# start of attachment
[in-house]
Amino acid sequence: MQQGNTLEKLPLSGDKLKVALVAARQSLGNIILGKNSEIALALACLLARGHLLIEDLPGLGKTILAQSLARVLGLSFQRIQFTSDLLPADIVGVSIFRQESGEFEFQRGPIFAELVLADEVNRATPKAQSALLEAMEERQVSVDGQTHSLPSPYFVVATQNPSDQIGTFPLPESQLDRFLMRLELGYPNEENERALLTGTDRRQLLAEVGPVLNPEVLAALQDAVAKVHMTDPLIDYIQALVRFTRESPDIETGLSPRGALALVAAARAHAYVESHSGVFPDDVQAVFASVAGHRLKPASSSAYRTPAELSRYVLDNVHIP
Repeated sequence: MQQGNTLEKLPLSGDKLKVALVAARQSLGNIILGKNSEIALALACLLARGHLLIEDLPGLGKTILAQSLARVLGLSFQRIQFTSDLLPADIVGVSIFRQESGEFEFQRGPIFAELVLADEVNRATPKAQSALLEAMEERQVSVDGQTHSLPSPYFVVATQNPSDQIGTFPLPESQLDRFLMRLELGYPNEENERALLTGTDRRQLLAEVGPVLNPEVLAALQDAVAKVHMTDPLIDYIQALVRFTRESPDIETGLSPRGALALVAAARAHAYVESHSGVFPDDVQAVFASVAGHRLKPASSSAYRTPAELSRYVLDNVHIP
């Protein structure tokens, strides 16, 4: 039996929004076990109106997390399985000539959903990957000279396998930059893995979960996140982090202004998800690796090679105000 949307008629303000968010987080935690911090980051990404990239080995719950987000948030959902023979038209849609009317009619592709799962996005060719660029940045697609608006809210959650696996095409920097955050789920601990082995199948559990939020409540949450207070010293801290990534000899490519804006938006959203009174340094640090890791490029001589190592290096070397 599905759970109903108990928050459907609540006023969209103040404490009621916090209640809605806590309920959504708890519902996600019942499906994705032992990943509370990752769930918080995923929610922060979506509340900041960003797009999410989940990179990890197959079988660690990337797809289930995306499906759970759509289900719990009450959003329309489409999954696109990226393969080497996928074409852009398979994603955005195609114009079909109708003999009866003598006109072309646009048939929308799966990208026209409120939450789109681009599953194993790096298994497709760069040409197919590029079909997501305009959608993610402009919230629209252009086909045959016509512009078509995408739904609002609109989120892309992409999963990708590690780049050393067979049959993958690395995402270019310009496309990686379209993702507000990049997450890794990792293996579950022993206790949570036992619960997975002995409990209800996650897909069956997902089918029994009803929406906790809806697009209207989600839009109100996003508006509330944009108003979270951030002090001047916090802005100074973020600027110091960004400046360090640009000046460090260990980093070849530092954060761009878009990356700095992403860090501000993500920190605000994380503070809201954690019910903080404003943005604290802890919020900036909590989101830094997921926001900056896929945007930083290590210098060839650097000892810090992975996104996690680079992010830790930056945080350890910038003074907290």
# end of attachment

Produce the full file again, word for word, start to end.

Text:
[in-house]
Amino acid sequence: MQQGNTLEKLPLSGDKLKVALVAARQSLGNIILGKNSEIALALACLLARGHLLIEDLPGLGKTILAQSLARVLGLSFQRIQFTSDLLPADIVGVSIFRQESGEFEFQRGPIFAELVLADEVNRATPKAQSALLEAMEERQVSVDGQTHSLPSPYFVVATQNPSDQIGTFPLPESQLDRFLMRLELGYPNEENERALLTGTDRRQLLAEVGPVLNPEVLAALQDAVAKVHMTDPLIDYIQALVRFTRESPDIETGLSPRGALALVAAARAHAYVESHSGVFPDDVQAVFASVAGHRLKPASSSAYRTPAELSRYVLDNVHIP
Repeated sequence: MQQGNTLEKLPLSGDKLKVALVAARQSLGNIILGKNSEIALALACLLARGHLLIEDLPGLGKTILAQSLARVLGLSFQRIQFTSDLLPADIVGVSIFRQESGEFEFQRGPIFAELVLADEVNRATPKAQSALLEAMEERQVSVDGQTHSLPSPYFVVATQNPSDQIGTFPLPESQLDRFLMRLELGYPNEENERALLTGTDRRQLLAEVGPVLNPEVLAALQDAVAKVHMTDPLIDYIQALVRFTRESPDIETGLSPRGALALVAAARAHAYVESHSGVFPDDVQAVFASVAGHRLKPASSSAYRTPAELSRYVLDNVHIP
């Protein structure tokens, strides 16, 4: 039996929004076990109106997390399985000539959903990957000279396998930059893995979960996140982090202004998800690796090679105000 949307008629303000968010987080935690911090980051990404990239080995719950987000948030959902023979038209849609009317009619592709799962996005060719660029940045697609608006809210959650696996095409920097955050789920601990082995199948559990939020409540949450207070010293801290990534000899490519804006938006959203009174340094640090890791490029001589190592290096070397 599905759970109903108990928050459907609540006023969209103040404490009621916090209640809605806590309920959504708890519902996600019942499906994705032992990943509370990752769930918080995923929610922060979506509340900041960003797009999410989940990179990890197959079988660690990337797809289930995306499906759970759509289900719990009450959003329309489409999954696109990226393969080497996928074409852009398979994603955005195609114009079909109708003999009866003598006109072309646009048939929308799966990208026209409120939450789109681009599953194993790096298994497709760069040409197919590029079909997501305009959608993610402009919230629209252009086909045959016509512009078509995408739904609002609109989120892309992409999963990708590690780049050393067979049959993958690395995402270019310009496309990686379209993702507000990049997450890794990792293996579950022993206790949570036992619960997975002995409990209800996650897909069956997902089918029994009803929406906790809806697009209207989600839009109100996003508006509330944009108003979270951030002090001047916090802005100074973020600027110091960004400046360090640009000046460090260990980093070849530092954060761009878009990356700095992403860090501000993500920190605000994380503070809201954690019910903080404003943005604290802890919020900036909590989101830094997921926001900056896929945007930083290590210098060839650097000892810090992975996104996690680079992010830790930056945080350890910038003074907290």